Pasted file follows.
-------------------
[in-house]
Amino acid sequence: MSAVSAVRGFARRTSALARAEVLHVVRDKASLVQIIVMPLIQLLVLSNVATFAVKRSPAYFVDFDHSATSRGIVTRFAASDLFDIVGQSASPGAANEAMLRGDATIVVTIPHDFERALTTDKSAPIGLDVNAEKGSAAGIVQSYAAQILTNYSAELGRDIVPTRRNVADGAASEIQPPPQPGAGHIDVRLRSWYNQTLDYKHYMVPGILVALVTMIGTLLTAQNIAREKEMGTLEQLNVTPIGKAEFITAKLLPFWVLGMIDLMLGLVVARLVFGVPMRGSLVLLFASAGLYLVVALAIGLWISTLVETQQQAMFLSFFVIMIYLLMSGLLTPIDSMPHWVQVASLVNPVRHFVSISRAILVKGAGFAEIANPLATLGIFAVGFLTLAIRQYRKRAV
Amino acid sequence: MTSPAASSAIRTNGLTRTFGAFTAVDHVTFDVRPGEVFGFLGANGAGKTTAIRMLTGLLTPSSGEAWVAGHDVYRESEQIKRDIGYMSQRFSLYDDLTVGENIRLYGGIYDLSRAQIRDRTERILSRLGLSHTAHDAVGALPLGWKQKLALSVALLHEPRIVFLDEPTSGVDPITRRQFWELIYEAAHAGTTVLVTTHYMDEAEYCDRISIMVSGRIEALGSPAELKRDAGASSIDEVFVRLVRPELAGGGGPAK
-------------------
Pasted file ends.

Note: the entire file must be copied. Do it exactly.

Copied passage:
[in-house]
Amino acid sequence: MSAVSAVRGFARRTSALARAEVLHVVRDKASLVQIIVMPLIQLLVLSNVATFAVKRSPAYFVDFDHSATSRGIVTRFAASDLFDIVGQSASPGAANEAMLRGDATIVVTIPHDFERALTTDKSAPIGLDVNAEKGSAAGIVQSYAAQILTNYSAELGRDIVPTRRNVADGAASEIQPPPQPGAGHIDVRLRSWYNQTLDYKHYMVPGILVALVTMIGTLLTAQNIAREKEMGTLEQLNVTPIGKAEFITAKLLPFWVLGMIDLMLGLVVARLVFGVPMRGSLVLLFASAGLYLVVALAIGLWISTLVETQQQAMFLSFFVIMIYLLMSGLLTPIDSMPHWVQVASLVNPVRHFVSISRAILVKGAGFAEIANPLATLGIFAVGFLTLAIRQYRKRAV
Amino acid sequence: MTSPAASSAIRTNGLTRTFGAFTAVDHVTFDVRPGEVFGFLGANGAGKTTAIRMLTGLLTPSSGEAWVAGHDVYRESEQIKRDIGYMSQRFSLYDDLTVGENIRLYGGIYDLSRAQIRDRTERILSRLGLSHTAHDAVGALPLGWKQKLALSVALLHEPRIVFLDEPTSGVDPITRRQFWELIYEAAHAGTTVLVTTHYMDEAEYCDRISIMVSGRIEALGSPAELKRDAGASSIDEVFVRLVRPELAGGGGPAK